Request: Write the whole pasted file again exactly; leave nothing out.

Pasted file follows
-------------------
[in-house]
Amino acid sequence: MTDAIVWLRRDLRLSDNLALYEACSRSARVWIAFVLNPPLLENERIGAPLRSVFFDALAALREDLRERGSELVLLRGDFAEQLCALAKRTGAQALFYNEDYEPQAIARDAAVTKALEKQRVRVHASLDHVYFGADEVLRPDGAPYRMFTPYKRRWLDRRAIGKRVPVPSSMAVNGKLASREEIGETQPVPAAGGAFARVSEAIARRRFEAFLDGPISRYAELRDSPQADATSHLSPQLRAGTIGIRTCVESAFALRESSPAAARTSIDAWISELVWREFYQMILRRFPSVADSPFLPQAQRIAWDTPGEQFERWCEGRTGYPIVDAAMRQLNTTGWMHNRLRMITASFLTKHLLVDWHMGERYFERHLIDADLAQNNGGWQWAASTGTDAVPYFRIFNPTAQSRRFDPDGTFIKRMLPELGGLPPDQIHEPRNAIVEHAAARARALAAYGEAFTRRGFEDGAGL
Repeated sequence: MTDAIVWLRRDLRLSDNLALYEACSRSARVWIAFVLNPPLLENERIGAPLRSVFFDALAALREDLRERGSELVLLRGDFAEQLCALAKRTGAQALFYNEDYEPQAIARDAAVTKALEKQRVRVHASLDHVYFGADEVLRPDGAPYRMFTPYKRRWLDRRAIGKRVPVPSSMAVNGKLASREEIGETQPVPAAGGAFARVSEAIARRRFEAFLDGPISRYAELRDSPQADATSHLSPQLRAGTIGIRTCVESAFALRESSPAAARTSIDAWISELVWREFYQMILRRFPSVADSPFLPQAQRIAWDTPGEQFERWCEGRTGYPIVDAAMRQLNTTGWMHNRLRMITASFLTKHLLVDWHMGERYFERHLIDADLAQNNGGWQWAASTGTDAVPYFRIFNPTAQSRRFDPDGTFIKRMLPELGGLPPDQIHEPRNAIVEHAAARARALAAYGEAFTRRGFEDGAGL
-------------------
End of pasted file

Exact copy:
[in-house]
Amino acid sequence: MTDAIVWLRRDLRLSDNLALYEACSRSARVWIAFVLNPPLLENERIGAPLRSVFFDALAALREDLRERGSELVLLRGDFAEQLCALAKRTGAQALFYNEDYEPQAIARDAAVTKALEKQRVRVHASLDHVYFGADEVLRPDGAPYRMFTPYKRRWLDRRAIGKRVPVPSSMAVNGKLASREEIGETQPVPAAGGAFARVSEAIARRRFEAFLDGPISRYAELRDSPQADATSHLSPQLRAGTIGIRTCVESAFALRESSPAAARTSIDAWISELVWREFYQMILRRFPSVADSPFLPQAQRIAWDTPGEQFERWCEGRTGYPIVDAAMRQLNTTGWMHNRLRMITASFLTKHLLVDWHMGERYFERHLIDADLAQNNGGWQWAASTGTDAVPYFRIFNPTAQSRRFDPDGTFIKRMLPELGGLPPDQIHEPRNAIVEHAAARARALAAYGEAFTRRGFEDGAGL
Repeated sequence: MTDAIVWLRRDLRLSDNLALYEACSRSARVWIAFVLNPPLLENERIGAPLRSVFFDALAALREDLRERGSELVLLRGDFAEQLCALAKRTGAQALFYNEDYEPQAIARDAAVTKALEKQRVRVHASLDHVYFGADEVLRPDGAPYRMFTPYKRRWLDRRAIGKRVPVPSSMAVNGKLASREEIGETQPVPAAGGAFARVSEAIARRRFEAFLDGPISRYAELRDSPQADATSHLSPQLRAGTIGIRTCVESAFALRESSPAAARTSIDAWISELVWREFYQMILRRFPSVADSPFLPQAQRIAWDTPGEQFERWCEGRTGYPIVDAAMRQLNTTGWMHNRLRMITASFLTKHLLVDWHMGERYFERHLIDADLAQNNGGWQWAASTGTDAVPYFRIFNPTAQSRRFDPDGTFIKRMLPELGGLPPDQIHEPRNAIVEHAAARARALAAYGEAFTRRGFEDGAGL